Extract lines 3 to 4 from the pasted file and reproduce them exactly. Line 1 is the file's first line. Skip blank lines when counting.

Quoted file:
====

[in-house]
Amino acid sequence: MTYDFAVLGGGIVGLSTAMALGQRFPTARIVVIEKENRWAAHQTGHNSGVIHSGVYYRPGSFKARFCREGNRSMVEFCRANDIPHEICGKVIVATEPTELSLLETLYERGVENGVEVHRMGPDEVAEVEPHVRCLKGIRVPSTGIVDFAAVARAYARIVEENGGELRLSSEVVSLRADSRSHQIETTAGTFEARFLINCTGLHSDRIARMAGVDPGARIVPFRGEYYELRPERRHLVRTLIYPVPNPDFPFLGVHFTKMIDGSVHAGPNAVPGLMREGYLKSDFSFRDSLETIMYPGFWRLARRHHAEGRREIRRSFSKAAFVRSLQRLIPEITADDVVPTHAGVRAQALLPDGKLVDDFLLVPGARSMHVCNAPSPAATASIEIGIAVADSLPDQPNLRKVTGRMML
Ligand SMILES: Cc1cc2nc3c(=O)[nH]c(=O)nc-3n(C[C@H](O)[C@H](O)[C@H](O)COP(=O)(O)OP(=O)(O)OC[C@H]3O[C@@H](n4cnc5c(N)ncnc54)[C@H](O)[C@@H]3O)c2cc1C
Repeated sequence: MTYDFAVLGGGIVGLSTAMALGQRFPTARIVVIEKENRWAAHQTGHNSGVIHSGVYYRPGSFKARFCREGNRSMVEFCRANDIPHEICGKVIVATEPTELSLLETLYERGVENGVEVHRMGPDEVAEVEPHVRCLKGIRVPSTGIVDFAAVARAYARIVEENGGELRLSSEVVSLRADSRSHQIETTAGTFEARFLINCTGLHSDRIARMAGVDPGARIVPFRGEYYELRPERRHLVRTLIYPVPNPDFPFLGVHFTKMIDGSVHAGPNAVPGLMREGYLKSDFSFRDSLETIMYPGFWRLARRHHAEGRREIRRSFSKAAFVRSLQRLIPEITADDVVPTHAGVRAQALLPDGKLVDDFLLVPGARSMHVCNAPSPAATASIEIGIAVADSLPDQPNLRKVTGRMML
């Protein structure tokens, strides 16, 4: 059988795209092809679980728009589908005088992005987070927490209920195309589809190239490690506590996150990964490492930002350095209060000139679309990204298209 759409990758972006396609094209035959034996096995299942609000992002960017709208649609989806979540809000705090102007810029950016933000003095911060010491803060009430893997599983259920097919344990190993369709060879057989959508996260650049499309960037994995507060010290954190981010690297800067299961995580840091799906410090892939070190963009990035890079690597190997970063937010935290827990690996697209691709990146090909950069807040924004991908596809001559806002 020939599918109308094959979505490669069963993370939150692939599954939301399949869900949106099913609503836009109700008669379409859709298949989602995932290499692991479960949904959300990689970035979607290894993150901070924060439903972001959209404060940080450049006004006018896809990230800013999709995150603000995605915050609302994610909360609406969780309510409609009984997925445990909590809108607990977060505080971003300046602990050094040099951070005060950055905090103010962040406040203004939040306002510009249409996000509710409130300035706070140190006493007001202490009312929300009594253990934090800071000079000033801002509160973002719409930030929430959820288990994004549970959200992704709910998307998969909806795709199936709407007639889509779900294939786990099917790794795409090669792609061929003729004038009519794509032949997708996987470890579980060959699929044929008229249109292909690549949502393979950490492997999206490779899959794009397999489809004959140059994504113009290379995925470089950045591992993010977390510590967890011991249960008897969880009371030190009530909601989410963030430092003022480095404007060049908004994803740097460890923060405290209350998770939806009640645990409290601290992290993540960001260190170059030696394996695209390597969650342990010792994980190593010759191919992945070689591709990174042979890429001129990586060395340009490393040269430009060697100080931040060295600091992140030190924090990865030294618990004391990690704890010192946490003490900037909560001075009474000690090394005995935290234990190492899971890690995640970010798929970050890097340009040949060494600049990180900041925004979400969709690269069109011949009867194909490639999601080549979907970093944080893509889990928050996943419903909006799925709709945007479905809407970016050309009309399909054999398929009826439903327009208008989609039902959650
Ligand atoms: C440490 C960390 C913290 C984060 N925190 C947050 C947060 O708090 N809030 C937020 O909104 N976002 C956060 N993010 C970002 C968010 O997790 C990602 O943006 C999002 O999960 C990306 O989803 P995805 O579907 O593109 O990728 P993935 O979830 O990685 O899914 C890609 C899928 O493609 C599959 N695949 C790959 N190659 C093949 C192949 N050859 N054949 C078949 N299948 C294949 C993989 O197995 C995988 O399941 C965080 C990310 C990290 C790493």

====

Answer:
Ligand SMILES: Cc1cc2nc3c(=O)[nH]c(=O)nc-3n(C[C@H](O)[C@H](O)[C@H](O)COP(=O)(O)OP(=O)(O)OC[C@H]3O[C@@H](n4cnc5c(N)ncnc54)[C@H](O)[C@@H]3O)c2cc1C
Repeated sequence: MTYDFAVLGGGIVGLSTAMALGQRFPTARIVVIEKENRWAAHQTGHNSGVIHSGVYYRPGSFKARFCREGNRSMVEFCRANDIPHEICGKVIVATEPTELSLLETLYERGVENGVEVHRMGPDEVAEVEPHVRCLKGIRVPSTGIVDFAAVARAYARIVEENGGELRLSSEVVSLRADSRSHQIETTAGTFEARFLINCTGLHSDRIARMAGVDPGARIVPFRGEYYELRPERRHLVRTLIYPVPNPDFPFLGVHFTKMIDGSVHAGPNAVPGLMREGYLKSDFSFRDSLETIMYPGFWRLARRHHAEGRREIRRSFSKAAFVRSLQRLIPEITADDVVPTHAGVRAQALLPDGKLVDDFLLVPGARSMHVCNAPSPAATASIEIGIAVADSLPDQPNLRKVTGRMML